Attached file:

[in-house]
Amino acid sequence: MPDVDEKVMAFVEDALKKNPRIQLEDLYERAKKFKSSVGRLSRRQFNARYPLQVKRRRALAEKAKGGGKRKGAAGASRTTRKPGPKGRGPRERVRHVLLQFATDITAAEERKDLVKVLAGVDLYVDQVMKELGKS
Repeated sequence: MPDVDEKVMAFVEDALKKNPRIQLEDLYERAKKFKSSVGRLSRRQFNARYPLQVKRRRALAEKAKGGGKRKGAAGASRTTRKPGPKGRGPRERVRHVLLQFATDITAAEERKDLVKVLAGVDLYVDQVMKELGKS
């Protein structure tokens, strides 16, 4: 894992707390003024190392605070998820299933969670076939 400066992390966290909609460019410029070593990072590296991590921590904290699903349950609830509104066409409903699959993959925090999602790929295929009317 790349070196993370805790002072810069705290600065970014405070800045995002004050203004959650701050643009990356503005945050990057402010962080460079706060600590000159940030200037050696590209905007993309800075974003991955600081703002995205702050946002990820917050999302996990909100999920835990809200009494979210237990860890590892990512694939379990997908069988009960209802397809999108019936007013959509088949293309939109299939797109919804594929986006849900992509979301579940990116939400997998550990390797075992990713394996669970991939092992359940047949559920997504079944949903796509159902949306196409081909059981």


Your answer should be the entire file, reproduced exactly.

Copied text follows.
[in-house]
Amino acid sequence: MPDVDEKVMAFVEDALKKNPRIQLEDLYERAKKFKSSVGRLSRRQFNARYPLQVKRRRALAEKAKGGGKRKGAAGASRTTRKPGPKGRGPRERVRHVLLQFATDITAAEERKDLVKVLAGVDLYVDQVMKELGKS
Repeated sequence: MPDVDEKVMAFVEDALKKNPRIQLEDLYERAKKFKSSVGRLSRRQFNARYPLQVKRRRALAEKAKGGGKRKGAAGASRTTRKPGPKGRGPRERVRHVLLQFATDITAAEERKDLVKVLAGVDLYVDQVMKELGKS
């Protein structure tokens, strides 16, 4: 894992707390003024190392605070998820299933969670076939 400066992390966290909609460019410029070593990072590296991590921590904290699903349950609830509104066409409903699959993959925090999602790929295929009317 790349070196993370805790002072810069705290600065970014405070800045995002004050203004959650701050643009990356503005945050990057402010962080460079706060600590000159940030200037050696590209905007993309800075974003991955600081703002995205702050946002990820917050999302996990909100999920835990809200009494979210237990860890590892990512694939379990997908069988009960209802397809999108019936007013959509088949293309939109299939797109919804594929986006849900992509979301579940990116939400997998550990390797075992990713394996669970991939092992359940047949559920997504079944949903796509159902949306196409081909059981």